The rain is pounding down so hard all around us that what normally looks like staccato lines instead appears like a curtain of long, silver streaks.
I hadn’t realized before coming to Panama in November that I would be in the country at the height of their eight-month rainy season. Fortunately, sun glimmers through the rain and dark grey clouds disappear as quickly as they appear.
While I initially resented the rain’s intrusion into my holiday, I quickly gained an appreciation for the sheer power water has in this country, and amazingly to the rest of the world.
Here you can hike through lush rainforests and enjoy the splendor of two coastlines and more than 1,000 islands, complete with beautiful beaches. The Panama Canal, which took 10 years to build, paved the way for ships to cross the 50 miles from the Pacific to the Caribbean, facilitating global trade and making for a rich history that is fascinating to discover.
Where to find untouched rainforests
Rain fuels the forests that grow lush and green, covering more than 40% of the country, rich in biodiversity.
These forests are part primary or untouched rainforest. They are without roads, or any other intrusion by humans, like the borderless expanse that separates Panama from Colombia.
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They are also part secondary forest. These are more accessible, although many are still underdeveloped. So you may not find marked trails and nearby accommodations. But you will find yourself in a peaceful green setting, without any other intruders.
Most of Panama’s rainforests can be found within the country’s 16 national parks. Metropolitan National Park, for example, is a 573-acre tropical forest right in Panama City. You can also do day trips to Soberanía National Park, which is a mere 15 miles from Panama City and accessible by public transit.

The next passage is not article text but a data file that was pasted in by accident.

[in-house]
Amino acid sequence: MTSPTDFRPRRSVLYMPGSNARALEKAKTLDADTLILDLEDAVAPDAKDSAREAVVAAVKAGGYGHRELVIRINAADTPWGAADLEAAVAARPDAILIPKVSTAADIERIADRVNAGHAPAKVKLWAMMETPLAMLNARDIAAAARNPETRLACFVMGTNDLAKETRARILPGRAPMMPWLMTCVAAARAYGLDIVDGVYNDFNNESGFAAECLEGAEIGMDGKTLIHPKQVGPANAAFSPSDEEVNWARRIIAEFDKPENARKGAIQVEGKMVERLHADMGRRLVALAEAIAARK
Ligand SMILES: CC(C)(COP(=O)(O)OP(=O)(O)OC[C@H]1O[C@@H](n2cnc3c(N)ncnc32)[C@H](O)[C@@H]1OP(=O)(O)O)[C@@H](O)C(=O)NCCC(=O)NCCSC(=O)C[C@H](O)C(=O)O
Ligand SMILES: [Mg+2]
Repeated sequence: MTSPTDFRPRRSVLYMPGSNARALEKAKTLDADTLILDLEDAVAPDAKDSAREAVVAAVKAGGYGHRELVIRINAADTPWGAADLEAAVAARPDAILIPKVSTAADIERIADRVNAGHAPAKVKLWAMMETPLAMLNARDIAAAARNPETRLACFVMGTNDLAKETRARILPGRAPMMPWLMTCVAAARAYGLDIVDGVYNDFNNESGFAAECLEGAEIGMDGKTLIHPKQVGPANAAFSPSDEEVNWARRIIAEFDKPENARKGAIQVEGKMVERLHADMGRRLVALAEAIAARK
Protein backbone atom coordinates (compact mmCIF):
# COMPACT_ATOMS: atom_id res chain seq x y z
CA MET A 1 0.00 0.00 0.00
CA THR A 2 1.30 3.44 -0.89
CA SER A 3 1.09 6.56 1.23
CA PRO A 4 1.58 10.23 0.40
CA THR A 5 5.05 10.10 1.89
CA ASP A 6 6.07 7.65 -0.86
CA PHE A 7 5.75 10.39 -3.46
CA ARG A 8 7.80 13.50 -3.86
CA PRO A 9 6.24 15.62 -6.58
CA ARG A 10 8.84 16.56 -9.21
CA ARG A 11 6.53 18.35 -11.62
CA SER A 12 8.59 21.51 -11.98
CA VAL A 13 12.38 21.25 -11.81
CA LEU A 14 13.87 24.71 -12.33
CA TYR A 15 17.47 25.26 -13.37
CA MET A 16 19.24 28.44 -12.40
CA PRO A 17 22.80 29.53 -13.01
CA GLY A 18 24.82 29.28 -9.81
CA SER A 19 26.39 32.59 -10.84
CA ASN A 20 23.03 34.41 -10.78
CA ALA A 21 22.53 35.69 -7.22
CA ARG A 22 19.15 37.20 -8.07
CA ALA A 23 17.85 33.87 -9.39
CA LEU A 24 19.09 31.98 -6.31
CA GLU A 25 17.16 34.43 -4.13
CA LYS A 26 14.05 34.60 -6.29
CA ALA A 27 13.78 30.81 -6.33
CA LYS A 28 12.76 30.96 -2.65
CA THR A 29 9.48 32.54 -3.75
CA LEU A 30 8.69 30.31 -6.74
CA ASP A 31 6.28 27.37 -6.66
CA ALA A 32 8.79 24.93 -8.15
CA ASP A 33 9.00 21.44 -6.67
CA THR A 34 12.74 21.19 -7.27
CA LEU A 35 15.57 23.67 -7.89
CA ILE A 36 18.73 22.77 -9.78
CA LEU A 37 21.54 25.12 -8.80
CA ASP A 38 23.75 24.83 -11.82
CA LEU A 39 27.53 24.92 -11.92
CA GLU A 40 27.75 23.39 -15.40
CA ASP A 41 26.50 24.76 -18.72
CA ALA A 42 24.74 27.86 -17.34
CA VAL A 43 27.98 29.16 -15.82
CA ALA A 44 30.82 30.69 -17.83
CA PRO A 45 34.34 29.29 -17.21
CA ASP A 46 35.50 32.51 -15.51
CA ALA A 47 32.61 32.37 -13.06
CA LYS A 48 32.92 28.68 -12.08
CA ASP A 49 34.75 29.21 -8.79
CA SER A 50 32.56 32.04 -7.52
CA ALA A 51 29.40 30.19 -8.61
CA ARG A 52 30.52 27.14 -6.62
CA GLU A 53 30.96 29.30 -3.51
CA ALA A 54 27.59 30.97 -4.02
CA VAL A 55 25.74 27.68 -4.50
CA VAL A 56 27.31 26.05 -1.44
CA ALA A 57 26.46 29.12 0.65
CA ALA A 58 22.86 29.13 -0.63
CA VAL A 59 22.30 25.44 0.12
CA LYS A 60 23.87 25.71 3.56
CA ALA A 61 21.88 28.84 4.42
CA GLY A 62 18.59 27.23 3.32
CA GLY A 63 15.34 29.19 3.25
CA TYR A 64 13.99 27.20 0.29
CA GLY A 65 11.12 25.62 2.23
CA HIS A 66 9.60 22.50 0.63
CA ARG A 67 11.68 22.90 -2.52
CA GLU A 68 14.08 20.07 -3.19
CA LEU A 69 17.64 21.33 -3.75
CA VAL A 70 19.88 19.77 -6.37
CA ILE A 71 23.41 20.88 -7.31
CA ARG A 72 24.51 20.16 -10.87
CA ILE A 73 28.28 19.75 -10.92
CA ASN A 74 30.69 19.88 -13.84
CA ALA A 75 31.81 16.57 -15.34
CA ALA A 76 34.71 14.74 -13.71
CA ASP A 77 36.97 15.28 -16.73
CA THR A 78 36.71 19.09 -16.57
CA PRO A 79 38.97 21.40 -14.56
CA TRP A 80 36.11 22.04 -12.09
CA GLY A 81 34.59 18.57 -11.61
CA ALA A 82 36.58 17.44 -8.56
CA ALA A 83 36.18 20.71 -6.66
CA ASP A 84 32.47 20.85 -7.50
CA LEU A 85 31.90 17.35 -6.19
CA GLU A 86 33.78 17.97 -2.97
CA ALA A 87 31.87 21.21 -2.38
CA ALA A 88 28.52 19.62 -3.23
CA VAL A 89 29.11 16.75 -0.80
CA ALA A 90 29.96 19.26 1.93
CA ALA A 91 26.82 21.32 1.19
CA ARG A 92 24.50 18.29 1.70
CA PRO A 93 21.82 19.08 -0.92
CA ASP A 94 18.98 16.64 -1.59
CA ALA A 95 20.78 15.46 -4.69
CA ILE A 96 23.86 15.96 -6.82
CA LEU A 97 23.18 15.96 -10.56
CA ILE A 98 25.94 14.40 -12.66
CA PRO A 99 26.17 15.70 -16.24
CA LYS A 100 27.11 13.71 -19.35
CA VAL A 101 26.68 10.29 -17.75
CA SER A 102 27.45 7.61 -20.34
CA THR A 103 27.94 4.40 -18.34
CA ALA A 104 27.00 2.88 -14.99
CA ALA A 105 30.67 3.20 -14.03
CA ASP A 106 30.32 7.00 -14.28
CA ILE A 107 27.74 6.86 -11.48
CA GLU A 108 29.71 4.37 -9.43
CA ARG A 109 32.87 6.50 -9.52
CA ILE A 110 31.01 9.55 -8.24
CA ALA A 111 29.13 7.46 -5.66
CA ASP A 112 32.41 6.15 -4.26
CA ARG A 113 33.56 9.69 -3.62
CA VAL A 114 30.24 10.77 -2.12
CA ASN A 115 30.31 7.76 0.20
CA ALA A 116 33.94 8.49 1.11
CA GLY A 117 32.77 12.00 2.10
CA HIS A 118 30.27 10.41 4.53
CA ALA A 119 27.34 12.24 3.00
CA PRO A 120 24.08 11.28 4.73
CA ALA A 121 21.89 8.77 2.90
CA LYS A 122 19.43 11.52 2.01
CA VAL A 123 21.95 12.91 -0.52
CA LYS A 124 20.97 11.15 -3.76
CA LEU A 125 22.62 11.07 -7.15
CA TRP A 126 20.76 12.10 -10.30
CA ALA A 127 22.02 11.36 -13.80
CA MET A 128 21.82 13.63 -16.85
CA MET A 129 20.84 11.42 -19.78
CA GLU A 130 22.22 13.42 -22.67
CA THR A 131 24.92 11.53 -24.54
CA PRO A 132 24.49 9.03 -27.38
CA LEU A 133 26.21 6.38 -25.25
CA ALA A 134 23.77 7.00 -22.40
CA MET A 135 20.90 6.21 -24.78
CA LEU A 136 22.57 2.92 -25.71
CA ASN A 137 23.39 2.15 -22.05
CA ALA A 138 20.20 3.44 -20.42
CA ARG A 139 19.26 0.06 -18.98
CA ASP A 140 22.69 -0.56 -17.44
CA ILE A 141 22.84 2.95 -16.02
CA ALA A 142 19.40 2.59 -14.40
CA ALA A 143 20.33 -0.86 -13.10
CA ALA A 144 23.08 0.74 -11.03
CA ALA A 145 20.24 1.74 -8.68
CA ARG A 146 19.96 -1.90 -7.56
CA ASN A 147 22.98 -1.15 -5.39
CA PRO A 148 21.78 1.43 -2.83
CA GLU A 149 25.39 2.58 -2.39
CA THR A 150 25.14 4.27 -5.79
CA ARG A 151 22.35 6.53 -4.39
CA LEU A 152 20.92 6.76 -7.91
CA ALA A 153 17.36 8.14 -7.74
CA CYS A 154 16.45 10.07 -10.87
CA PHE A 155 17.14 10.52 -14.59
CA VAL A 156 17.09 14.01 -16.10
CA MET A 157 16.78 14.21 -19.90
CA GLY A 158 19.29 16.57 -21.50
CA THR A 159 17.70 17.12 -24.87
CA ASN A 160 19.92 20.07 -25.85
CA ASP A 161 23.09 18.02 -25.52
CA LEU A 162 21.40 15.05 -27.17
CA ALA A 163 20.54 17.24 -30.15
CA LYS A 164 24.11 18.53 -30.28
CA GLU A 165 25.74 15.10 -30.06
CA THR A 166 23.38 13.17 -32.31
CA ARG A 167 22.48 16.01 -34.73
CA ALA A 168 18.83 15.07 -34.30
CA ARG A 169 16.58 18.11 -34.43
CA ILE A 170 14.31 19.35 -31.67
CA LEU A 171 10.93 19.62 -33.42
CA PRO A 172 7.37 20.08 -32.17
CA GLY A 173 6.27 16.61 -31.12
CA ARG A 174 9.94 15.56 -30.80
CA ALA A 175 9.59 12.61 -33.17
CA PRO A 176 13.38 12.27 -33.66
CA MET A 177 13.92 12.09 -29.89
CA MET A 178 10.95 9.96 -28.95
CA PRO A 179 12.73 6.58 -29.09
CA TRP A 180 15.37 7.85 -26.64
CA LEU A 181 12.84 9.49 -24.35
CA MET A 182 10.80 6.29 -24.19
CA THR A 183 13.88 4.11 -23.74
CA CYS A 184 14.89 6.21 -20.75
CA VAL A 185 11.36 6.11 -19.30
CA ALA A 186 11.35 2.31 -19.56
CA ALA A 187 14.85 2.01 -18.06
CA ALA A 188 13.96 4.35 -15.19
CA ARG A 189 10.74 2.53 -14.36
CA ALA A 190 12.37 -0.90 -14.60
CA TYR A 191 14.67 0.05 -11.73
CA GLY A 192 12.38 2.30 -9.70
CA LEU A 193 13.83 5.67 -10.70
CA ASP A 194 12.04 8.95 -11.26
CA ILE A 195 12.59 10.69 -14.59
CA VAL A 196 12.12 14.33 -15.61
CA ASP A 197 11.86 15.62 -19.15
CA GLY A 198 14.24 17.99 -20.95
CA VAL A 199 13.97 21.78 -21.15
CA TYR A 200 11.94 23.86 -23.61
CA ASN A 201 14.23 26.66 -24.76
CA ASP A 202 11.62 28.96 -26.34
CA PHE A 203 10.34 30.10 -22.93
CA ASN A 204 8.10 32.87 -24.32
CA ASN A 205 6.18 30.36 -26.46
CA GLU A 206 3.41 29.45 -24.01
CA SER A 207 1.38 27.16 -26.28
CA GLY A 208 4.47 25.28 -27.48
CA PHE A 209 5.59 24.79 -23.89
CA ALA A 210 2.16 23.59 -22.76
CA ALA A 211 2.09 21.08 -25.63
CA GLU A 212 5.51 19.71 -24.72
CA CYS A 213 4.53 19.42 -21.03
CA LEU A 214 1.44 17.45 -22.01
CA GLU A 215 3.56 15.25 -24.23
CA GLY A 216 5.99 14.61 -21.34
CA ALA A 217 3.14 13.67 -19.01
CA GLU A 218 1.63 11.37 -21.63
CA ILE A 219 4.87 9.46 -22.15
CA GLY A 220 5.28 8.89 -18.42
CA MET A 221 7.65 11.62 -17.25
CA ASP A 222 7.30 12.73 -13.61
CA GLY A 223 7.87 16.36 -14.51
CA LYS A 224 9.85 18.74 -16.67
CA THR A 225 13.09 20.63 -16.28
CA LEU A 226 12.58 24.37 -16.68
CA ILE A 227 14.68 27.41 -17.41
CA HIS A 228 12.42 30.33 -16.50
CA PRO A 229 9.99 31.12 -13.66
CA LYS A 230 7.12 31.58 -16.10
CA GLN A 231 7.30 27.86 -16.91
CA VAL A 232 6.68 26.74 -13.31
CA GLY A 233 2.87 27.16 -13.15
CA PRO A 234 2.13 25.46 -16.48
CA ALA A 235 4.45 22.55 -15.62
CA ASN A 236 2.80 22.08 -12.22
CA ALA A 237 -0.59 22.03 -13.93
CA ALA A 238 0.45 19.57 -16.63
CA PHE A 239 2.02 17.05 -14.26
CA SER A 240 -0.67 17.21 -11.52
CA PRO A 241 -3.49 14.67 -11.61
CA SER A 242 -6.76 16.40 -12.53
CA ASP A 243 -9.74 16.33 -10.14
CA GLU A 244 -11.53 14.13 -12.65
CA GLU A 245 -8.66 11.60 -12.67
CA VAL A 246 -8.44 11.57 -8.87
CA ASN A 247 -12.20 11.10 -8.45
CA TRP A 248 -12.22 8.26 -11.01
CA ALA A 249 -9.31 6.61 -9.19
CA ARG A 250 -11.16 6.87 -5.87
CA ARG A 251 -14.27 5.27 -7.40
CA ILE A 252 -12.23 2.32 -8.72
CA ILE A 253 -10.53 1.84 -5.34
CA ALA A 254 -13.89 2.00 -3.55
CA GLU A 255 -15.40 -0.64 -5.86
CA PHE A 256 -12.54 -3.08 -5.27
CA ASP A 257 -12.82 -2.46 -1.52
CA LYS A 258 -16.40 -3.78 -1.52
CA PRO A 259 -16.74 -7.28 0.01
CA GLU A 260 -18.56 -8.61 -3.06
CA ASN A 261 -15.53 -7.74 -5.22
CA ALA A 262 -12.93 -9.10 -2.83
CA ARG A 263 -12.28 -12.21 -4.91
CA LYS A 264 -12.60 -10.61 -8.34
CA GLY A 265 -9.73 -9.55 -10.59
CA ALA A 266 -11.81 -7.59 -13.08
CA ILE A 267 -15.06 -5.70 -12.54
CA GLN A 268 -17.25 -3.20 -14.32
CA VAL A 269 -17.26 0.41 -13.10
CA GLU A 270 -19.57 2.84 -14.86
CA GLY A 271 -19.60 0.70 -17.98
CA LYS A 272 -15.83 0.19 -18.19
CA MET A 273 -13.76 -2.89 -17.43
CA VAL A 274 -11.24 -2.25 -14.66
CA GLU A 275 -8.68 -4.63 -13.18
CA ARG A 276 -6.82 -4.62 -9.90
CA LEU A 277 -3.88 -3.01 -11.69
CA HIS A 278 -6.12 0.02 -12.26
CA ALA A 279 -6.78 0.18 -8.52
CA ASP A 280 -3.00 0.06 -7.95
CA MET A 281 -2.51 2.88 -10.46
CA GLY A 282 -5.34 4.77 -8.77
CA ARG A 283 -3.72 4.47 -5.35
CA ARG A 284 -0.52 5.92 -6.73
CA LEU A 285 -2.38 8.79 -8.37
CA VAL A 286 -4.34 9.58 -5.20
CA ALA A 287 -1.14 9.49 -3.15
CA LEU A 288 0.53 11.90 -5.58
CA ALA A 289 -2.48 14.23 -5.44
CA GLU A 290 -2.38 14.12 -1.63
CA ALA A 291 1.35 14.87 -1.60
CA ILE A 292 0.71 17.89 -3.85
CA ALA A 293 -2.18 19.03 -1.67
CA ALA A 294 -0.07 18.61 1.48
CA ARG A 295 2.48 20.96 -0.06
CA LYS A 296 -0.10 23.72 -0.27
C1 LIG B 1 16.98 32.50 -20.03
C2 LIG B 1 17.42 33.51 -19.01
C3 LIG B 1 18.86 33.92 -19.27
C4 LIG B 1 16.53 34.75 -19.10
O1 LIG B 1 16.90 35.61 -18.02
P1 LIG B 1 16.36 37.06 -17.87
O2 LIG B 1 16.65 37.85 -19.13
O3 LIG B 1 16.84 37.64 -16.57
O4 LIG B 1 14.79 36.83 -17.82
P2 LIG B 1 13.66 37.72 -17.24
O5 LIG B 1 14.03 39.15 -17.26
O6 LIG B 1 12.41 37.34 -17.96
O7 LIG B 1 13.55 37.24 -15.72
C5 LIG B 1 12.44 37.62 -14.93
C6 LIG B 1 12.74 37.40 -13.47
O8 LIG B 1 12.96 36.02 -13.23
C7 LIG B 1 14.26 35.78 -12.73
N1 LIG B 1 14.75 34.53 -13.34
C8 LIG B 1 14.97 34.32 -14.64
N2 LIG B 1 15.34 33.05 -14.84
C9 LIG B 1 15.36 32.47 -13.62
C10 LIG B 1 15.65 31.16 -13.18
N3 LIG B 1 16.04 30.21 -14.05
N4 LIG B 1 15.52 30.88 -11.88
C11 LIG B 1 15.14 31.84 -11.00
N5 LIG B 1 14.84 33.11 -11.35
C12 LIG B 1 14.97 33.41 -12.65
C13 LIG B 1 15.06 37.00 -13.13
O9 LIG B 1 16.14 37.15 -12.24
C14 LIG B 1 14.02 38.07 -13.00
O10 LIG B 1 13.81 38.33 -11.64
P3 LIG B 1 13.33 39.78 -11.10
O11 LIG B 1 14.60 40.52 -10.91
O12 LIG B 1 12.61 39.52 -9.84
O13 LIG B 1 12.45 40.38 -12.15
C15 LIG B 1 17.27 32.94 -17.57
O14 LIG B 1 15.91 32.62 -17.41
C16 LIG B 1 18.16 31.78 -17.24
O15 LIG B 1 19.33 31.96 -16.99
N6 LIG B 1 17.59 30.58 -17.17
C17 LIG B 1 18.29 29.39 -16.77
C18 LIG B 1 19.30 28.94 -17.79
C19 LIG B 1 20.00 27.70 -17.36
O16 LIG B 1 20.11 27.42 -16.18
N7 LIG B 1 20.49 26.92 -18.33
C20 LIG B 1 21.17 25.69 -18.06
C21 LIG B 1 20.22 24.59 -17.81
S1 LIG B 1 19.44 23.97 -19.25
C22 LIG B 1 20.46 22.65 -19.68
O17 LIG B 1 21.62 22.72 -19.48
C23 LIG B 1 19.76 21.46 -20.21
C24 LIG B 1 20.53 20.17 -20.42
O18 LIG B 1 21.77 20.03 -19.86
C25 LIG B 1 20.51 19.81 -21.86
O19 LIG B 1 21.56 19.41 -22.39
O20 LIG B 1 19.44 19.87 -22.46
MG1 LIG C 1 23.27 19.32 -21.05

Further afield are the cloud forest trails around Boquete, a small town in the green mountain highlands in the western part of the country. Expect to find trails here with names like The Lost Waterfalls, lush scenery, and the country’s most famous Quetzal Trail in Barú Volcano National Park just outside of town.
Darién National Park is the largest national park in Panama and a World Heritage Site in the eastern part of the country. However, this park is wild and remote, and is best navigated with a knowledgeable guide.
Two distinctive coastlines to explore
Panama’s Pacific and Caribbean coasts each have their own distinctive charm.
If you want to find all-inclusive luxury resorts, many within an hour or two drive of Panama City, then head to the Pacific coast. If you want less development, potentially more rustic accommodations and Indigenous communities, then head to the Caribbean side.
Here are some highlights of each.
The Pacific coast
Panama’s Pacific coast was on the 2019 New York Times 52 Places to Go list because of the stunning coastline. Visit the remote surfing village of Santa Catalina, a laidback village about a six-hour drive from Panama City. From there, take a two-hour boat ride to Coiba Island, which is the biggest island in Central America and a UNESCO World Heritage Site. The island is the site of Coiba National Park, with great opportunities for scuba diving, snorkelling and hiking, away from mass tourism.